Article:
Ziplines are great fun for families, but the recent trend in lines is to make them fast and high, creating rides that challenge adults as well as kids.
“Everybody’s trying to figure out how to go faster and longer. And to get speed, you need drop," says Aaron Roper, a staffer and blogger for Ziplinegear. That’s why people are starting to build ziplines higher up in trees.”
In order to stay safe in such conditions, advanced zipline users are moving away from kits with a seat and handlebars. “The safer way to ride the ziplines is to hook directly to the trolley using a carabiner, lanyard, and harness,” says Roper. At the high end of the spectrum, commercial adventure parks are now using mechanisms that make it impossible to unhook from the anchor while up in the trees.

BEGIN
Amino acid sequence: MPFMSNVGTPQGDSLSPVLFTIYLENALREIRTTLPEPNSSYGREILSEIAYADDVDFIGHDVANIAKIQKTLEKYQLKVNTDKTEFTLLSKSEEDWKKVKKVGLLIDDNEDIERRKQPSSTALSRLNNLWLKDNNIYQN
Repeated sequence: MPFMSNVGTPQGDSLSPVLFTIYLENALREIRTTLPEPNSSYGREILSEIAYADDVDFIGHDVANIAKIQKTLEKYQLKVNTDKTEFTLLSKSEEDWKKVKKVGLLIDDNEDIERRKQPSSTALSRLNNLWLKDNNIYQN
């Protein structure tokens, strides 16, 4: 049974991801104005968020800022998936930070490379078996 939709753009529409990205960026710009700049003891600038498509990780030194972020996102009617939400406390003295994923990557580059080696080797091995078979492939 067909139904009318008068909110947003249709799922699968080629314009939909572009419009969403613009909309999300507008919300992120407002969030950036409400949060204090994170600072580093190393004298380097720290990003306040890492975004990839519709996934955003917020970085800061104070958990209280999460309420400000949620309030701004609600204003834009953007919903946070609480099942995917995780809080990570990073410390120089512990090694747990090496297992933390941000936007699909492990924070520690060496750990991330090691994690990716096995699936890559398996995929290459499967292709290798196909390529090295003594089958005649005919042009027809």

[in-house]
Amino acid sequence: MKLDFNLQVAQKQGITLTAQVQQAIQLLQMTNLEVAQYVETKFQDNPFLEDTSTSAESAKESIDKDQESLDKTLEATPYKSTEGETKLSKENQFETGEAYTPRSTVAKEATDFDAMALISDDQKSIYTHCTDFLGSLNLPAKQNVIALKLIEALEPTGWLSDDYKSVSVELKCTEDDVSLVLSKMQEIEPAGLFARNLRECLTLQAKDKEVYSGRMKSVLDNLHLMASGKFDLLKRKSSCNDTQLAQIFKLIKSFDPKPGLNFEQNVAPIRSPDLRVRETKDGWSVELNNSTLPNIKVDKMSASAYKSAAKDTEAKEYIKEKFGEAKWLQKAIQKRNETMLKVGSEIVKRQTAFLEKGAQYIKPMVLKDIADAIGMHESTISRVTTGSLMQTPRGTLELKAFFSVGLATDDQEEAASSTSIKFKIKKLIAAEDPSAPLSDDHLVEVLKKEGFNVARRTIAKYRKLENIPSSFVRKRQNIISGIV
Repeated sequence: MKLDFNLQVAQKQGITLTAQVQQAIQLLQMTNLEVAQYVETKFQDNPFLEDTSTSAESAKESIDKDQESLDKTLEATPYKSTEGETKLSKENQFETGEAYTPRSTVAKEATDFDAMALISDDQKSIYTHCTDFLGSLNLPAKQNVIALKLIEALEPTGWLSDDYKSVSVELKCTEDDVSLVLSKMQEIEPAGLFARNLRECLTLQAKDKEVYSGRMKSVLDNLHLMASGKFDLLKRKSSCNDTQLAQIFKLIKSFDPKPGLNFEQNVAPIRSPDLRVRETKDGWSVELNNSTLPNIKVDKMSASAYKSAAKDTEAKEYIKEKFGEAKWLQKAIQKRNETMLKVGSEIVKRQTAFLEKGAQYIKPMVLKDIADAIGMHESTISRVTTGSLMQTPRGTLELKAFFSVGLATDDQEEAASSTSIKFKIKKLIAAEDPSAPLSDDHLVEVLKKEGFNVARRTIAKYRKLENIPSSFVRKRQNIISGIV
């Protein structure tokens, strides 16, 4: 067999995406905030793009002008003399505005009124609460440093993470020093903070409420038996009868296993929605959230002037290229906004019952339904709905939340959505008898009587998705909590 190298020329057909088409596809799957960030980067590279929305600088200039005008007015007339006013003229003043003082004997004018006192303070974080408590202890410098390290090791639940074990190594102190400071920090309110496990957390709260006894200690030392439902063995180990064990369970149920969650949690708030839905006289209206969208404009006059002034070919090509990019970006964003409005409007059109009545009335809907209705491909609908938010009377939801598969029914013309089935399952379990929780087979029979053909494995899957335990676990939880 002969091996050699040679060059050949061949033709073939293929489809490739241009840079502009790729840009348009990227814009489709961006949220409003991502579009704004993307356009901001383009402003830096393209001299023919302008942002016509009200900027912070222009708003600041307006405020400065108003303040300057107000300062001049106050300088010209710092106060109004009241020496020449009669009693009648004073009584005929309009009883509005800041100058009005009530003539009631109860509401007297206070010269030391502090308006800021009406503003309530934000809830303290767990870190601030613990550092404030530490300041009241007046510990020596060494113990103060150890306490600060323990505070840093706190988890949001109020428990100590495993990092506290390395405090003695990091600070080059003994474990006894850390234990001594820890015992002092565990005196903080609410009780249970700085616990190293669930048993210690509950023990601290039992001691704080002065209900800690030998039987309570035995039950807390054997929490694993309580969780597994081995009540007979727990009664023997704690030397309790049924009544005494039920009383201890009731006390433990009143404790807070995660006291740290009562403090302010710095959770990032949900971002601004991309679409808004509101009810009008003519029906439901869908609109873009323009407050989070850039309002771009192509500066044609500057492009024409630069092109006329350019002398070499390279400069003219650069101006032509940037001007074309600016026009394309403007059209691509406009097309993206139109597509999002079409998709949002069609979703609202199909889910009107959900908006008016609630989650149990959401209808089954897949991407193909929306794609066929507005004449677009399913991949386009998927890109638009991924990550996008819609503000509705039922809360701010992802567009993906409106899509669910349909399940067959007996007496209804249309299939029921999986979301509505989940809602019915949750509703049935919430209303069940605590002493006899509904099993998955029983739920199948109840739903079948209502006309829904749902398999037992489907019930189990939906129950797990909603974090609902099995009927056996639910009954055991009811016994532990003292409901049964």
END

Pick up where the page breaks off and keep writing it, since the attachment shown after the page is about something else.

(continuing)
The following kit is a good example of the new breed of residential zipline systems. It stretches up to 500 feet and has a braking system that slowly brings you to a stop over the last 30 feet. We’ve also included two well-built zipline trolley devices that would make a great foundation for your own kit, especially if you already have a harness, carabiner, and other climbing gear on hand.